"gig" Discussed on The Gig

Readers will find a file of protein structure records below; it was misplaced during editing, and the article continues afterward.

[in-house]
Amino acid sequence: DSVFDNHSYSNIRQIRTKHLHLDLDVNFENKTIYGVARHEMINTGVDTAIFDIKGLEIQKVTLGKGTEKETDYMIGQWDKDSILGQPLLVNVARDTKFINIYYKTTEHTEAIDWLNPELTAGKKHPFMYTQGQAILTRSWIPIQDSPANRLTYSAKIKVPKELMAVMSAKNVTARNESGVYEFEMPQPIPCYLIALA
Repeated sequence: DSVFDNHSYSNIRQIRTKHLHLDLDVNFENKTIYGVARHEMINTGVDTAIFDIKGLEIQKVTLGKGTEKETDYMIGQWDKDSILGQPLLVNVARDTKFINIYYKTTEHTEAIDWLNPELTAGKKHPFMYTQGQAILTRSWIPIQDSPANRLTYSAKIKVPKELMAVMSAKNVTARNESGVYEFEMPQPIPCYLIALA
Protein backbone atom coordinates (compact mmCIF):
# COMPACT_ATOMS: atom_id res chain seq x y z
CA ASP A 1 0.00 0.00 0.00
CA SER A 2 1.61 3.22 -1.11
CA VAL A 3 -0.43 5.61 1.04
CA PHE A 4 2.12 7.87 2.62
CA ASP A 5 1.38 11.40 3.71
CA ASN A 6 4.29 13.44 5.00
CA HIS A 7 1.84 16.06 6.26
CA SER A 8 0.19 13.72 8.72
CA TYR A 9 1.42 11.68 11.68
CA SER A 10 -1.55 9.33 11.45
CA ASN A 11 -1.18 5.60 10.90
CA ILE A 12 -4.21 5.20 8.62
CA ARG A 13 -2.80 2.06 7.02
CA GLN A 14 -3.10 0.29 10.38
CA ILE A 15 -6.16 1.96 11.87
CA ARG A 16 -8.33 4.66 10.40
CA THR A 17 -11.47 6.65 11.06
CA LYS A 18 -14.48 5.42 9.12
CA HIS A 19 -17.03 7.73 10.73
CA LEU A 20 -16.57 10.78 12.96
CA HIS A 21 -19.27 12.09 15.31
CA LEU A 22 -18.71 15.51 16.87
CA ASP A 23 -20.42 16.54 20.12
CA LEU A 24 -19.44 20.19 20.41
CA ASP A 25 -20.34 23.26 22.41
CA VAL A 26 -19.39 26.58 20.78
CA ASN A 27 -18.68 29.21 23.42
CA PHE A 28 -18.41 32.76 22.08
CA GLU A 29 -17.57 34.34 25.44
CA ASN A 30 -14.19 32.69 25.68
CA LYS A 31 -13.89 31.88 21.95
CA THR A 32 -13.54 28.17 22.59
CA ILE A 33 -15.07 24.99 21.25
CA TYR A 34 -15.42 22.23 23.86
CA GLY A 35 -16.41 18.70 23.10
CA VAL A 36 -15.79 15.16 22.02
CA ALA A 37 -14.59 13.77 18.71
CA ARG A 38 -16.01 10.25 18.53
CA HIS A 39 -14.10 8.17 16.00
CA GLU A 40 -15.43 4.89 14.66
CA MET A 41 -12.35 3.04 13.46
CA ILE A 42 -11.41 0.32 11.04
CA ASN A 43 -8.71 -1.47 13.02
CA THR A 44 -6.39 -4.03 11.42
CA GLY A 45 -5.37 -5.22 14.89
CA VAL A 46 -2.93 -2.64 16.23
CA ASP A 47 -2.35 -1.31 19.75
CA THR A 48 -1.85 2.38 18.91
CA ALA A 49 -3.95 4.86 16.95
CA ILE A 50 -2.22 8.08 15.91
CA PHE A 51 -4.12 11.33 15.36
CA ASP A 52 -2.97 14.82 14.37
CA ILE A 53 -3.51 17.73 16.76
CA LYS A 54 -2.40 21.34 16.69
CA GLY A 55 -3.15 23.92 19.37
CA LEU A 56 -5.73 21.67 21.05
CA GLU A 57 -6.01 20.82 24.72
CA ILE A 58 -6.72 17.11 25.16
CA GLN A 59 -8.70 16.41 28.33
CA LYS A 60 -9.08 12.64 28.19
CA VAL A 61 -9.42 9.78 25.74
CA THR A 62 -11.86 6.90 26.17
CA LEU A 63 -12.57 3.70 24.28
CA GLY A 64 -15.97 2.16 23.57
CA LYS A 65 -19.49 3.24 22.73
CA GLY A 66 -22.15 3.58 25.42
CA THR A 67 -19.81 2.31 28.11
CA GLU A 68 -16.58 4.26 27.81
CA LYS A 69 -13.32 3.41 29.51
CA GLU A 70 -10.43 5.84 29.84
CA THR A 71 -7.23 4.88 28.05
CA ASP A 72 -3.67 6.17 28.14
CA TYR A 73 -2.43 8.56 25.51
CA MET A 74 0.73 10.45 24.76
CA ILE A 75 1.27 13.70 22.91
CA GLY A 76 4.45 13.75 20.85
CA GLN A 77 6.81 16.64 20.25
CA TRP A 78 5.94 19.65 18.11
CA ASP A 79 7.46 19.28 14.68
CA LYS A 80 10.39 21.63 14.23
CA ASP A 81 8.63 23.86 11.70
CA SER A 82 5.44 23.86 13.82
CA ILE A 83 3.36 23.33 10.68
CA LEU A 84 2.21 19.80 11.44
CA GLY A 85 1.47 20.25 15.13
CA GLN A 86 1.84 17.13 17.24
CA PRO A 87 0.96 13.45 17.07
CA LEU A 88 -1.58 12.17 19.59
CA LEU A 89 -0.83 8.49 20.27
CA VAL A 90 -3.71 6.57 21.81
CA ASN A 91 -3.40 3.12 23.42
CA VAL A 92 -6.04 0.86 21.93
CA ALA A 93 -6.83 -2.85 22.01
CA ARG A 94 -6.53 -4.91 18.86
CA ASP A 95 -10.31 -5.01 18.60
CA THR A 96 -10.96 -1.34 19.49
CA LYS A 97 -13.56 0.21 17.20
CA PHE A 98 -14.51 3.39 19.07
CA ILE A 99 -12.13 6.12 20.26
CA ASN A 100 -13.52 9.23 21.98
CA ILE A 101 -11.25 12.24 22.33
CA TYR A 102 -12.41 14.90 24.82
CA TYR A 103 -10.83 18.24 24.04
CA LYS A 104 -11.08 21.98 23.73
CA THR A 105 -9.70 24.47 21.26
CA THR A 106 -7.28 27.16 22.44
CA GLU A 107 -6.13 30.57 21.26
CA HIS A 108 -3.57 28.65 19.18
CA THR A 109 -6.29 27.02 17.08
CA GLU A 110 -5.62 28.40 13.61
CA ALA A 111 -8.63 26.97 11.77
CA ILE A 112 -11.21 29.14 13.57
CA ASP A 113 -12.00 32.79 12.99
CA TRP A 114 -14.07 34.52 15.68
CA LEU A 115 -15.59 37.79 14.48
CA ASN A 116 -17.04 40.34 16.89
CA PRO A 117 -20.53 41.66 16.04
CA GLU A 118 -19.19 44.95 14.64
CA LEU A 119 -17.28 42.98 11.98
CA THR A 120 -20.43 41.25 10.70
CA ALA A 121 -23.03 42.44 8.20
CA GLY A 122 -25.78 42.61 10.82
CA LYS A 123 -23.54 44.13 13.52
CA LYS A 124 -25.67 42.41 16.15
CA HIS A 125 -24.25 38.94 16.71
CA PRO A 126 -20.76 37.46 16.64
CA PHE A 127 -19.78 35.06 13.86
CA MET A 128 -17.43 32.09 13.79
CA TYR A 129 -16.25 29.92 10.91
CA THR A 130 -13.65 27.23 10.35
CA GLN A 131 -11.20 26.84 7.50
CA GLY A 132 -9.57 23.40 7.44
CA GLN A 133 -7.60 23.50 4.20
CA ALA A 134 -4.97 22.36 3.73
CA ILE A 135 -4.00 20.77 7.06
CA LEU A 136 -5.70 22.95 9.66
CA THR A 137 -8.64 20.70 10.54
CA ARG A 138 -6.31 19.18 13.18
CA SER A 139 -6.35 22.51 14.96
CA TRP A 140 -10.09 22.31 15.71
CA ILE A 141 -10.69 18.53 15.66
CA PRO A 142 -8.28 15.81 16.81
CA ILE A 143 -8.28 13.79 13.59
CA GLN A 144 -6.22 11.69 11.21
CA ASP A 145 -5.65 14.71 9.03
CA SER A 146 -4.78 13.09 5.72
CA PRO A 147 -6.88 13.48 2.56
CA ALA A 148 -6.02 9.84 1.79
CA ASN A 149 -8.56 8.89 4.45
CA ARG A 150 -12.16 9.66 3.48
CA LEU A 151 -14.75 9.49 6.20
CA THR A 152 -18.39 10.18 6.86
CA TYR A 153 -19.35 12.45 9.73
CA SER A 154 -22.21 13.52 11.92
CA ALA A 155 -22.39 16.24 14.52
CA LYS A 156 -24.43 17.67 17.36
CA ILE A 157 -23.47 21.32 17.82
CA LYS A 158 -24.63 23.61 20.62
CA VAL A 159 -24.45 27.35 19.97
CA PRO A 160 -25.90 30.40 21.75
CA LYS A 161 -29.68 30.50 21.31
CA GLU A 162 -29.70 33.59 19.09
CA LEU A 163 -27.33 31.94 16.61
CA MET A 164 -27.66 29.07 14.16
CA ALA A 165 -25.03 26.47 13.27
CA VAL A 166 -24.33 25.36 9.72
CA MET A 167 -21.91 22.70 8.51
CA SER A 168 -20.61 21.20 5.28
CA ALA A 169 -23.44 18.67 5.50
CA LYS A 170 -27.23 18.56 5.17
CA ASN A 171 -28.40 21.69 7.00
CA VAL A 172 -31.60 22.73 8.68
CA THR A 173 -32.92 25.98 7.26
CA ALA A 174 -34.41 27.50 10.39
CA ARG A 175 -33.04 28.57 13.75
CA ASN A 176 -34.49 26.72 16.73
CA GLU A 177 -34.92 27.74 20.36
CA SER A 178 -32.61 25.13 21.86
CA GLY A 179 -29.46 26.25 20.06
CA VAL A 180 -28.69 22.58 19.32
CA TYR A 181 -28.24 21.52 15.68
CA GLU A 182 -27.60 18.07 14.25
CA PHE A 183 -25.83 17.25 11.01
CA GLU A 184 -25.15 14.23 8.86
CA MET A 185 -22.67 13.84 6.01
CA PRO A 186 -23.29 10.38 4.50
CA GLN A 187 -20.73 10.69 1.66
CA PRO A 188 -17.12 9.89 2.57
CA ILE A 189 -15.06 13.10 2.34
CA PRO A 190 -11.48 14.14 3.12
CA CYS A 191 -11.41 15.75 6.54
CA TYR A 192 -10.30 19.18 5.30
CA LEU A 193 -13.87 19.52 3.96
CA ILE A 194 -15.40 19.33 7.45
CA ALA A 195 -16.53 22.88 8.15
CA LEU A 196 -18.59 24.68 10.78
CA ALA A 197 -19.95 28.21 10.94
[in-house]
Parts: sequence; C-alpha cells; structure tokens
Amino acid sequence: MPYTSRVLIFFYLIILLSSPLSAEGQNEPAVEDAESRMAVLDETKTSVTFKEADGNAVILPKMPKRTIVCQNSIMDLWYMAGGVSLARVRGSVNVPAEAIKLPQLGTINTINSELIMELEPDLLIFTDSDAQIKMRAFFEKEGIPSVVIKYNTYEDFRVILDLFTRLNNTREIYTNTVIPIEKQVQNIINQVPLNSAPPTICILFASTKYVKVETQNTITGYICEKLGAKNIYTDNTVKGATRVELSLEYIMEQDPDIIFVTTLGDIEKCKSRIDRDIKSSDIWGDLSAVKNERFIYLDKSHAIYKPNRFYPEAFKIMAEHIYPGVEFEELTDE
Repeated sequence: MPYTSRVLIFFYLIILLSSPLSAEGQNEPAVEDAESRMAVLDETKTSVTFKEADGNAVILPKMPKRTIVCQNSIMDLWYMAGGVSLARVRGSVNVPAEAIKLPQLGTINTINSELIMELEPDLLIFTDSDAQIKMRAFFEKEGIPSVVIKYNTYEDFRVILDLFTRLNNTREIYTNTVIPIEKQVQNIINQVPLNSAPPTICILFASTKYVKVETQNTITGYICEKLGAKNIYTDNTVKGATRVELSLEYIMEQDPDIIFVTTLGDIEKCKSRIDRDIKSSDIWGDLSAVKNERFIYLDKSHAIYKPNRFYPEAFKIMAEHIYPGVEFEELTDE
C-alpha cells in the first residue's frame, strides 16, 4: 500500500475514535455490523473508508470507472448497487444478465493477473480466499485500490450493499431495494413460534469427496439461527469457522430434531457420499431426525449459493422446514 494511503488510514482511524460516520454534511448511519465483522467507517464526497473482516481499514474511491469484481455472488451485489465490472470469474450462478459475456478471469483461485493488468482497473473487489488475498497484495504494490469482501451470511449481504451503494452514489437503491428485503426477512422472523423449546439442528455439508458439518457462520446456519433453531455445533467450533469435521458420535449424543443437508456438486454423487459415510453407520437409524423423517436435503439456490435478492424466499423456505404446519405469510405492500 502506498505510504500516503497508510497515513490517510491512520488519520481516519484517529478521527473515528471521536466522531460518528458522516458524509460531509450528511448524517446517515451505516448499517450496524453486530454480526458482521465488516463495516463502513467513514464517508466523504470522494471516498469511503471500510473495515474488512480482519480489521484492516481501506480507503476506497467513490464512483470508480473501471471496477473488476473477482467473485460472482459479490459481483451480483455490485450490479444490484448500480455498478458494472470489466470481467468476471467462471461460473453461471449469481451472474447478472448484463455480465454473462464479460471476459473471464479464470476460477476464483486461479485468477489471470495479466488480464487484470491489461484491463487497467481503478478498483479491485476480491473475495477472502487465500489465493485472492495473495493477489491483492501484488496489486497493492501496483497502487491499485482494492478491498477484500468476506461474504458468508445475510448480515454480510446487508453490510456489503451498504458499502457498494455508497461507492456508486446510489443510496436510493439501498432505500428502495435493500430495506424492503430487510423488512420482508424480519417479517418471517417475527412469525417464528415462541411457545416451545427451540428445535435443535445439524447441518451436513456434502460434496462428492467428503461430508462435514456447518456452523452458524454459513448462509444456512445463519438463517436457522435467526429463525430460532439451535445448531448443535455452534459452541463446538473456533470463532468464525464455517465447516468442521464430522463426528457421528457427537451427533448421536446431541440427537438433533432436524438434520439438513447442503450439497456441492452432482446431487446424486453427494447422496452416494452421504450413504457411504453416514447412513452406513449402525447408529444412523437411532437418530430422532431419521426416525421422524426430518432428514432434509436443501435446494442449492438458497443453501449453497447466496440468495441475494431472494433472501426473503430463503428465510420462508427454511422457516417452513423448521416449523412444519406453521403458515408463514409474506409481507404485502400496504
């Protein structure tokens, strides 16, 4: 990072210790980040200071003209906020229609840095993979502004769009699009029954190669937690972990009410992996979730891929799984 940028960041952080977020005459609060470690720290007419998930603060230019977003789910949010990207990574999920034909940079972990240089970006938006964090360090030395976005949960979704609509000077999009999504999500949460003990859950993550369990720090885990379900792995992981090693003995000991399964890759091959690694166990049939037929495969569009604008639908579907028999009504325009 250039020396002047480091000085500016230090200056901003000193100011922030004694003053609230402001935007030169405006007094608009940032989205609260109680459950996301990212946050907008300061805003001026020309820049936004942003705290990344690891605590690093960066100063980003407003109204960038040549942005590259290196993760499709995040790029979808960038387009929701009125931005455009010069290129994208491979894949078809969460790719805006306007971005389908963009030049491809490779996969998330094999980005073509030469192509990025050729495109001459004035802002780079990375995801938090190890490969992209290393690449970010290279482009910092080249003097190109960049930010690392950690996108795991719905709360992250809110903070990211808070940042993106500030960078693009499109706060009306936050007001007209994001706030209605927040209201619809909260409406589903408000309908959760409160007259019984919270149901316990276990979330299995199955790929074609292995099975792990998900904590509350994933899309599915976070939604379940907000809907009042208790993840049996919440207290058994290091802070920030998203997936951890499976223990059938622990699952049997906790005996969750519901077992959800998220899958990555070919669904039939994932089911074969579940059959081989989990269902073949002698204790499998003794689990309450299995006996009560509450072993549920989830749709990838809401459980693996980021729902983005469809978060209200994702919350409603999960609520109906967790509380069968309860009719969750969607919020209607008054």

"And we're the fair set. We were talking a little bit about that earlier to were would could any taxi set its own fair, or would they regulate it? The taxi fear was regulated, not taxi permit system. And that stage was when Uber came to Cape Town. It was thirteen random per kilometer. An Uber came in with Uber Black. Promoting Guba black only at eleven rancher kilometer. that. While circumventing all -regulation beat the national. Transportation Act the the Labor Act. human rights X. over just broke every low in the book to establish himself in the city. And why were they allowed to do that? If? We look at South Africa's history of corruption over the past twenty years. It's easy to tell. That the government officials were bought into the Uber System and were put on the payroll. Even your media houses. In in Cape Town they are all part of the Uber clan, because they get free rides promotional rides, they get driven all over the show without paying so they promoting guber. So you're saying. Uber came in here with a lot of money to throw around absolutely. Have the money. You have the power what they did was they looted the existing taxi. Meet the taxi, Onus Adad legitimate. Licenses and permits to operate the taxi services. And sold the concept to them. They then bought into that concept, and that is our who got the foothold in the taxi industry. unbeknown to these texts operators that they walking right into a threat, and in the meanwhile like you said you, you know if you drive a taxi, there is a regulated fair. What did the city have to say about the fact that suddenly Uber is coming in with your barracks and this much lower affair. Lily let's put it this way because it looks like the city officials and politicians were all in cahoots, with Uber because for the first year that Google was in operation in Cape Town. Of the vehicles were impounded. For Driving Without Dexia licenses man. Impoundment only started in twenty fifteen in January of twenty five. Win. Tactic officials clamped down on. The GUBER Operation Because of the dissatisfaction of the meet a taxi drivers complaining about Uber Running Roughshod. Over him in the transport industry breaking every law in the book. To establish themselves, so we had quite a few taxi-wars. From taxi metex your parameters and Uber drivers in two thousand fifteen. The taxi companies really started pushing back even though they had kind of helped to. Bring these fleets into the market in the first place. So can you just describe what those taxi wars were about what what was being fought over? The main battle was. That? The meet the taxi. Drivers were complaining to government that they have to comply with the National Transportation Act in terms of providing taxi permits to vehicles on the road. And Uber was allowed to operate without those permits. The fight was would government firstly. That allowed Uber to operate illegally. And then the deck was launched Uber Drivers. That we are operating illegally. And we had many threats. Lot of taxis were burned. And damage during those proteced. But. I think over eventually one. Traditional taxis in Capetown were organized. An Uber started to cut into their business. They pushed back. South Africa is a violent place. I talked to organizers around the country. In Johannesburg one organizers told me how taxi companies had to be tough. and. They were not about to let. Upstarts disrupt their business without a fight. But where was the government in all of this? Derek described how city traffic officials crackdown drivers, impounding vehicles and charging exorbitant fees to drivers. Throughout this period though Uber seemed to remain blissfully above the law. Its business model never faced scrutiny even while the city of Cape Town racked up millions of rand by impounding drivers vehicles. So now, let's move to new. York City and I'd like to introduce you to Mirror Joshi. She was New York City's taxi and Limousine Commissioner. New York. City taxis were powerful and possibly even stronger and better organized than in Cape Town. And unlike in Cape Town, they had a strong city government behind them I got a job running security at nyu and three months into the new job I get a call about. The taxing limousine. Commission, and would you like to be chair of the taxing Limousine Commission and I said Yes, knowing full well all of the troubles that you know not knowing the complete gamut of troubles that would face me, but having a good idea of what kinds of troubles already existed in the industry. Flood is the New York taxi and Limousine Commission. That's a good question. I'm not every city has one of these. The New York City taxi. Limousine. Commission is A. Government Agency that was set up with the sole purpose of setting regulations for the industry, and the industry is yellow taxis today it's Uber and lift historically was your it still is today your local car service high end luxury limousines commuter van. Some people know them as dollar vans, Para transit vehicles which are like private ambulances, so all told it's about two hundred thousand vehicles and would today it's about two hundred thousand and this agency is as six hundred person agency which has a couple of different responsibilities one. You gotta set policy, said all the rules that these industries have to live by otherwise they can't be licensed, and they can operate in New York City number two. You have to Make sure that the drivers and the vehicles meet standards, so the drivers are all vetted. They've criminal background tests. They're fingerprinted. Their drug tested their driving. Record is constantly monitored. It's treated as it is. It's a skilled profession, and so all the drivers in New York City, are considered professionals and have to live up to professional standards, and the vehicles also have to live up to standard so there's an entire inspection facility in Queens where all these vehicles have to show up a few times a year and they. They undergo two hundred point inspection by the TLC inspection officers, so the vehicles have to meet a standard. The drivers have to meet a standard New York.